Case update: how notional estates can trump binding death benefit nominations
Benz v Armstrong is in many respects a typical tale of a blended family. Dr Benz died leaving a second spouse of 10 years, Erlita and six adult children from his first marriage. Due to the nature of Dr Benz’s estate and although he had made provision for his residuary estate to be divided equally between his six children, Erlita ended up being the main beneficiary receiving the benefit of jointly held property and the death benefit payable from his SMSF. Unsurprisingly, several of Dr Benz’s children were unhappy about this and sought to challenge his Will seeking provision from his estate and/or notional estate.
At the time of his death, the deceased was a member of an SMSF. The total value of his member benefit was approximately $13m. In May 2016, the deceased put in place a binding death benefit nomination in favour of his wife Erlita. Around that time, Erlita was appointed as a director of the corporate trustee of the SMSF. During the course of the Family Provision Application proceedings, Erlita transferred approximately $9m in shares to herself by way of a death benefit, under the binding death benefit nomination.
In determining the Family Provision Applications, the Court also needed to determine to what extent any property held jointly by the deceased and of the deceased’s superannuation ought to be found to be part of the deceased’s notional estate.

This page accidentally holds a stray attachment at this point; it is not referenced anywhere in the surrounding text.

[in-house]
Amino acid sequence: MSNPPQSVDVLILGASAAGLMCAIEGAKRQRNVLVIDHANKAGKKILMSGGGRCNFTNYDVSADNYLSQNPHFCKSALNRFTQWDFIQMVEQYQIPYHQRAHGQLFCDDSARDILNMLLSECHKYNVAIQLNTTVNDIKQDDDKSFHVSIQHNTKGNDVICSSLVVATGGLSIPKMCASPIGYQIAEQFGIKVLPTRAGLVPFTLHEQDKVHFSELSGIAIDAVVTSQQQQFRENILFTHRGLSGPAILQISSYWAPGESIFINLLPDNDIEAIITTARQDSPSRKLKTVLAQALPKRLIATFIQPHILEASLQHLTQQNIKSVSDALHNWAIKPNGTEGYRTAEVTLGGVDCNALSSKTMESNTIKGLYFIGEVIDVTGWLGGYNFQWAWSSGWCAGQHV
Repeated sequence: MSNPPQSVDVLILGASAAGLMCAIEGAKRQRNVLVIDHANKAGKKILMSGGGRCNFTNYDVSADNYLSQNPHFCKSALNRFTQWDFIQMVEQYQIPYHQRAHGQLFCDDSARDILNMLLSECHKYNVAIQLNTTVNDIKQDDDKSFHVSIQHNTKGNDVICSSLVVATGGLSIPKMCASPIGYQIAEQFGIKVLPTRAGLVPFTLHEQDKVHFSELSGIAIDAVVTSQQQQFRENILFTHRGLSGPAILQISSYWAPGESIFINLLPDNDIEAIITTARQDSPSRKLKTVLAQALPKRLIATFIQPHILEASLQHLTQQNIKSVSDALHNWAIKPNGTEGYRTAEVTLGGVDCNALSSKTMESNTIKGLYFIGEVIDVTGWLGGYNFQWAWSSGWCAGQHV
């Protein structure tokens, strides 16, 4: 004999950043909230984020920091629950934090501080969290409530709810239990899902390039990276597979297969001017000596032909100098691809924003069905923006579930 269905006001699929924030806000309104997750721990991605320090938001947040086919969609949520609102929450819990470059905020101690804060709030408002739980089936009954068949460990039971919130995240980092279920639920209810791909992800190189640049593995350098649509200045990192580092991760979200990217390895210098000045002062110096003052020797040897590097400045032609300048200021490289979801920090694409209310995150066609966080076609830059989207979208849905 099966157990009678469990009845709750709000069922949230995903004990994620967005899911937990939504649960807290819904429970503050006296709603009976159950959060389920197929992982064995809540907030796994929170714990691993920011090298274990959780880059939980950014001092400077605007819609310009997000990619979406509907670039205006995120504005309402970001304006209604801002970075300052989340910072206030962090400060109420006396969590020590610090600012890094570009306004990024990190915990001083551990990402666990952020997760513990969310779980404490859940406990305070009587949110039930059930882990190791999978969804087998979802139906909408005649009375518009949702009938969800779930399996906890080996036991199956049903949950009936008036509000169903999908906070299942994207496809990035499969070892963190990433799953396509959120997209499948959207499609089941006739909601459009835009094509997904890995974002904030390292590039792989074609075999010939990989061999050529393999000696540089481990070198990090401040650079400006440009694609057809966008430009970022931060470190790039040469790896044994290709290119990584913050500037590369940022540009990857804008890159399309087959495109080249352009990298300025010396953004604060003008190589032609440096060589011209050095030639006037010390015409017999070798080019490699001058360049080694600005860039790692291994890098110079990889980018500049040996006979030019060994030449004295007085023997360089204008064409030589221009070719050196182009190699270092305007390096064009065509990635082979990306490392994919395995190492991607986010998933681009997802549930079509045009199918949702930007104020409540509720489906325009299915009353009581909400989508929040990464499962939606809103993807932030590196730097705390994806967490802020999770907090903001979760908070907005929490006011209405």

New South Wales is the only state in Australia to recognise the concept of notional estate. The Court can find that property is notional estate in circumstances where in the three years prior to death, a deceased person either:
In deciding whether the deceased’s superannuation was part of the deceased’s notional estate, Justice Ward stated, “the omission to revoke a nomination is analogous to an omission to sever a joint tenancy, in light of the fact that the deceased’s nomination could be revoked at any time prior to his death”. Her Honour also highlighted that the nomination form completed by the deceased included a term stating that the deceased could revoke the nomination at any time and give a replacement nomination. However, Her Honour states that, “it was not until the moment of death that the failure to revoke the binding death nomination took effect.” For the reasons above, the Court found that the deceased’s super formed part of the deceased's notional estate, as well as a number of other assets including a jointly held property at Pymble, which the deceased and Erlita had owned.
As to the claims for further provision from the deceased’s estate by a number of his children, the Court found that the deceased had not provided adequately for them and awarded them amounts between $900,000 - $1.9 million each.
Although notional estates are unique to NSW law, practitioners need to be mindful when providing advice on superannuation, as well as other assets that may form part of a notional estate (such as those which are jointly held), to ensure they do not provide misleading advice to clients that these assets will be automatically excluded from an estate in NSW.